Calling all chocoholics to come satisfy your sweet tooth, indulge in your all-time favourites and discover new ways to get your fix with 75 diverse chocolate-based desserts from Sabine Venier, the founder of Also The Crumbs Please.
Sabine shares standout takes on classic fudgy desserts as well as creative, interesting twists on treats that readers know and love, including Cherry Cheesecake Swirl Chocolate Brownies, Chocolate-Covered Tiramisu Truffles, Mind-Blowing Chocolate Fudge Birthday Layer Cake, Chile Chocolate Lava Cakes, Glazed Bacon Chocolate Donuts, The Ultimate Mississippi Chocolate Mud Pie, No-Bake White Chocolate Mango Cheesecake, Earl Grey ChaiPoached Pears Dark Chocolate Cake, and Ultraflaky Chocolate Croissants (Pain au Chocolat).
Perfect for bakers looking for that next great chocolaty recipe or as a gift for the chocolate addict in your life, this book will satisfy every craving.
Glazed Bacon Chocolate Donuts
This recipe combines chocolate-glazed chocolate donuts with maple-glazed donuts; need I say more? You won’t be able to stop eating these! I’m not a person who can eat two or three pieces of cake at a time, but these chocolate treats transform me into a living donut-eating monster. I can’t stop thinking about them and have absolutely no problem with eating the whole batch on the same day.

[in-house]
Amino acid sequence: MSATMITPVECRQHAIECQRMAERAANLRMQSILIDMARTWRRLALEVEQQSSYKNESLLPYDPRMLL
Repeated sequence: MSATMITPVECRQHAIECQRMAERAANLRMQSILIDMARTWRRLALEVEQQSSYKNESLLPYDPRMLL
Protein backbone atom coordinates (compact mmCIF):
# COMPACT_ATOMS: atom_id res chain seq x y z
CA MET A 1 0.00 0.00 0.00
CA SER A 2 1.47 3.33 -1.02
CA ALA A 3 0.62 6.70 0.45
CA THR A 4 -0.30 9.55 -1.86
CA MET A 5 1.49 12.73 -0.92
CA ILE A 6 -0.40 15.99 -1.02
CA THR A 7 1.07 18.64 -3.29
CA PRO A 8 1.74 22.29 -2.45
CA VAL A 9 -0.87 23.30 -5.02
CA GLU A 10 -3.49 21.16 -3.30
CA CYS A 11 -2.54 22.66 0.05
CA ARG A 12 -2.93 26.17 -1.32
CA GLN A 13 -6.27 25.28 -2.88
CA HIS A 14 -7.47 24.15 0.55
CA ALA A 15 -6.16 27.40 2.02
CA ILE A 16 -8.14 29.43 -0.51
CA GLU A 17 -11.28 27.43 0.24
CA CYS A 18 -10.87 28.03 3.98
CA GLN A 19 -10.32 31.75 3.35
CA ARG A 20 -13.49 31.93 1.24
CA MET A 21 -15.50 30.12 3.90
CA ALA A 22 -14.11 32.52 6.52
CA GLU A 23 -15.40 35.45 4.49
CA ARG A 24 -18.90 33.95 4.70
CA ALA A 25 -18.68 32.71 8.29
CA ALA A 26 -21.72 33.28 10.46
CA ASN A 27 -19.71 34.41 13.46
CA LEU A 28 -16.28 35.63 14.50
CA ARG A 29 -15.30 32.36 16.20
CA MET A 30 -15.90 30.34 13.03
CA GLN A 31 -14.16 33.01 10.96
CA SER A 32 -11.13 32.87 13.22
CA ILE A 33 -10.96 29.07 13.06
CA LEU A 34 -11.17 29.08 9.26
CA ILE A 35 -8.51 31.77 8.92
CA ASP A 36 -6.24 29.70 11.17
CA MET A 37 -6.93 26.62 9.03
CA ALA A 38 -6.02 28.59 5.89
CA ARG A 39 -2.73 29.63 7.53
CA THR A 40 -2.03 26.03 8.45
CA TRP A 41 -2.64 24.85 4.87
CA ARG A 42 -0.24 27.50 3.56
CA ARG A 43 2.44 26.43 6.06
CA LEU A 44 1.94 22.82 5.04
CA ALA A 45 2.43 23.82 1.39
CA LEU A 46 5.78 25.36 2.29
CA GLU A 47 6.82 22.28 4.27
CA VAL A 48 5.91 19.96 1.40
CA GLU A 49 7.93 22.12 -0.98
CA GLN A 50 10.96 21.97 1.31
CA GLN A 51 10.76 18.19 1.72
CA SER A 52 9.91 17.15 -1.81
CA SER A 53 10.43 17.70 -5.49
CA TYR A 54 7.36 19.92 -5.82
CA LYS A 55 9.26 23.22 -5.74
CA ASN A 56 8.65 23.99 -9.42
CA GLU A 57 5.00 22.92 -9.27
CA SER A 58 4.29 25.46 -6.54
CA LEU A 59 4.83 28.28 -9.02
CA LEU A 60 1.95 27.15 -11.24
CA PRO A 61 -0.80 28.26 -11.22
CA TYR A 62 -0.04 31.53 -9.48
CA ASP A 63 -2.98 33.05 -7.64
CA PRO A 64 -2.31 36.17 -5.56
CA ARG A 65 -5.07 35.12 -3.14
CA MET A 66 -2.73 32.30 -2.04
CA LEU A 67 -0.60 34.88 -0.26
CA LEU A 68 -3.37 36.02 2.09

Yield: 18 donut rings plus holes bacon
¼ cup (50 g) packed dark brown sugar
3 tbsp (45 ml) pure maple syrup
8 oz (227 g) thick-cut bacon, cut into 2″ (5-cm) slices
1 cup (240 ml) lukewarm milk (110°F [43°C])
1⁄3 cup (67 g) sugar
2¼ tsp (7 g) active dry yeast
2 large eggs
½ cup (75 g) unsalted butter, melted
½ tsp salt
¼ cup (21 g) unsweetened natural cocoa powder, spooned and levelled
3 to 3¼ cups (405 to 439 g) all-purpose flour, spooned and levelled, plus more for dusting
Nonstick spray, for bowl
3 to 4 cups (720 to 960 ml) vegetable oil, for frying glaze
6 oz (170 g) bar-style semisweet chocolate, finely chopped
½ cup (120 ml) heavy whipping cream
1 tbsp (15 ml) pure maple syrup
Make the bacon: In a small bowl, stir together the brown sugar and maple syrup. Brush the bacon slices liberally with the mixture on both sides. Heat a large skillet over medium heat and cook the bacon for about 2 minutes on each side, or until browned and crispy. Remove from the heat, transfer the bacon to paper towels to absorb the fat and let the bacon cool.
Make the donuts: Preheat the oven to 200°F (100°C). Line three baking sheets with parchment paper. Set aside.
In a large bowl, using an electric mixer fitted with a whisk attachment, stir together the milk, sugar and yeast to combine. Then, let the mixture sit for 5 to 10 minutes, or until the surface starts to get foamy.